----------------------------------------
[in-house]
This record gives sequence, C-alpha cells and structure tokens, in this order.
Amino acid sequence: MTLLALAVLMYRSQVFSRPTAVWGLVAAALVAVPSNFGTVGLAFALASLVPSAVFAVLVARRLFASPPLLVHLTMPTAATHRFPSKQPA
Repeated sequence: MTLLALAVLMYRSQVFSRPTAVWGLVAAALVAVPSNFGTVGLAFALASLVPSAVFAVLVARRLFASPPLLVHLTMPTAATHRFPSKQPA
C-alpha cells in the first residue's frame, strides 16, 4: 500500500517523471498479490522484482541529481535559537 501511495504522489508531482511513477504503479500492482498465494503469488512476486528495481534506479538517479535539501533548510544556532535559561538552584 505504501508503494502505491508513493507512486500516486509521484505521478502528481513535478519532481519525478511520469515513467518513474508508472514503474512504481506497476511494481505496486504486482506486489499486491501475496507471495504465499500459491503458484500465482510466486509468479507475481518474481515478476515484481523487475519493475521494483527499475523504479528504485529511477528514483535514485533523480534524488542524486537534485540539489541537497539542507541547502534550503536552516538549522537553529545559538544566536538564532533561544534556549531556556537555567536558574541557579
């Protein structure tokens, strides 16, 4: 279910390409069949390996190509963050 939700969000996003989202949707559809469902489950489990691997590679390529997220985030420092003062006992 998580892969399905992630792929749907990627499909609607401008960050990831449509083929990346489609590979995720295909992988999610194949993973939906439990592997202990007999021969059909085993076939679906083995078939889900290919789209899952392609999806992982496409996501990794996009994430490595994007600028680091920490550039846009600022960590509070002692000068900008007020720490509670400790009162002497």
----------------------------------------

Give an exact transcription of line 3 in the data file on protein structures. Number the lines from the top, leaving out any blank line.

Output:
Amino acid sequence: MTLLALAVLMYRSQVFSRPTAVWGLVAAALVAVPSNFGTVGLAFALASLVPSAVFAVLVARRLFASPPLLVHLTMPTAATHRFPSKQPA